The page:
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Use, Management of Devils River Outlined in Collaborative Report
AUSTIN – The Texas Parks and Wildlife Commission was briefed today on recommended steps to provide public access to the Devils River in Val Verde County, while preserving the river’s precious natural and cultural resources and protecting adjacent landowners’ privacy.
The report by the Devils River Working Group, chartered last year after the Texas Parks and Wildlife Department acquired the roughly 18,000-acre Devils River Ranch, identified conservation challenges and issues of concern among river users and riverside landowners, and how they might be addressed to satisfy various stakeholders. Represented on the 25-member stakeholder group were landowners along the river, the paddling community, angling community and TPWD staff.
Working group chair Scott Boruff, TPWD’s deputy director of operations, provided the commission with an overview of the efforts to arrive at a consensus and how the group worked through specific issues during four meetings last year to come up with the 20-page report. He said the meetings allowed different perspectives to be voiced and resulted in “an increased understanding among the private landowners, conservationists and recreational users.”
Boruff said that while the report provides requested feedback to TPWD regarding protection of the Devils River and surrounding environments, the group believes its recommendations may be useful in the TPWD’s preparation of the General Management Plan due in September that will guide future use of the Devils River State Natural Area complex.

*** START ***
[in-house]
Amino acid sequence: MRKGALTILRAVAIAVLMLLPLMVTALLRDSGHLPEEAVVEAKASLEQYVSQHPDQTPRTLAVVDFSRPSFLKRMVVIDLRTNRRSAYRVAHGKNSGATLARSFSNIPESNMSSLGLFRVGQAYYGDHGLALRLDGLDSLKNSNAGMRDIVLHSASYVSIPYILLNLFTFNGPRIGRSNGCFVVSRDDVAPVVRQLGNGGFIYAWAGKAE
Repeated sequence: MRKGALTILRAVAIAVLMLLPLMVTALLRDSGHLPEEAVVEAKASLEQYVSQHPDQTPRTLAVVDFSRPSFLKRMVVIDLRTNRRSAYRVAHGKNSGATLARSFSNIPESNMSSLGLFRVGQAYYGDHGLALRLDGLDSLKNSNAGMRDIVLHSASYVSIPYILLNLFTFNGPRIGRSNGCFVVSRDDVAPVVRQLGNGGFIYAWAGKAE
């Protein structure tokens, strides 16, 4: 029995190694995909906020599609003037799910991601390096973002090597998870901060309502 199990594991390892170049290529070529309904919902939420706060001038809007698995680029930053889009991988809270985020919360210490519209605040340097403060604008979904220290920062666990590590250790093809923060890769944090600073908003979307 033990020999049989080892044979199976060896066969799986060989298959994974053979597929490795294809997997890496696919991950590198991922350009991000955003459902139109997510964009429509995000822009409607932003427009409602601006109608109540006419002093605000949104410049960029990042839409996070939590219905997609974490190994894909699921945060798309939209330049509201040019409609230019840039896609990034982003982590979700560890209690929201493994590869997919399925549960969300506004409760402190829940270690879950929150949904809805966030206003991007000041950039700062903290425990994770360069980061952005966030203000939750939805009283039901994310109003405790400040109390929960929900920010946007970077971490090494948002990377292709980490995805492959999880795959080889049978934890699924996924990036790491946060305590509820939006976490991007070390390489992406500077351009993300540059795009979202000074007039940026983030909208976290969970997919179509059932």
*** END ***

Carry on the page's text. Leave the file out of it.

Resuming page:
The complex includes the newly acquired ranchland and the existing 20,000-acre state natural area 13 miles upriver. TPWD will manage the two-unit complex, already protected by conservation easements, connected by the Devils River located in the wild, remote reaches of Val Verde County.
Included in the DRWG’s 12 recommendations to Texas Parks and Wildlife were:
- The appointment of a successor group to coordinate ongoing discussion regarding the protection of the Devils River’s natural and cultural resources, preservation of a wilderness experience and minimization of land fragmentation.
- The creation of a comprehensive Devils River Use Management Plan that should ensure the long-term sustainability of resources; protection of private property and public access rights; natural biodiversity-based aquatic and terrestrial habitat management; recreational management; and increased river-wide law enforcement oversight.
- Development of a permit system that educates and prepares Devils River users and encourages safe and responsible river behavior.
- Creation of a coordinated outreach and education campaign informing the public of appropriate river etiquette and legal issues regarding recreational use that might include such things as uniform signage and mandatory orientation for state park visitors intending to use the river.
- Reviewing all avenues to enhance law enforcement presence on the area’s rivers. (TPWD has eight game wardens assigned to Val Verde County and a full-time state park police officer at the Devils River SNA complex. Other law enforcement entities with a presence include the Val Verde Sheriff’s Office, National Park Service, Department of Public Safety, U.S. Border Patrol and Immigration and Customs Enforcement.)
- Development of a River Patrol Program utilizing volunteers to help monitor river use and river health.
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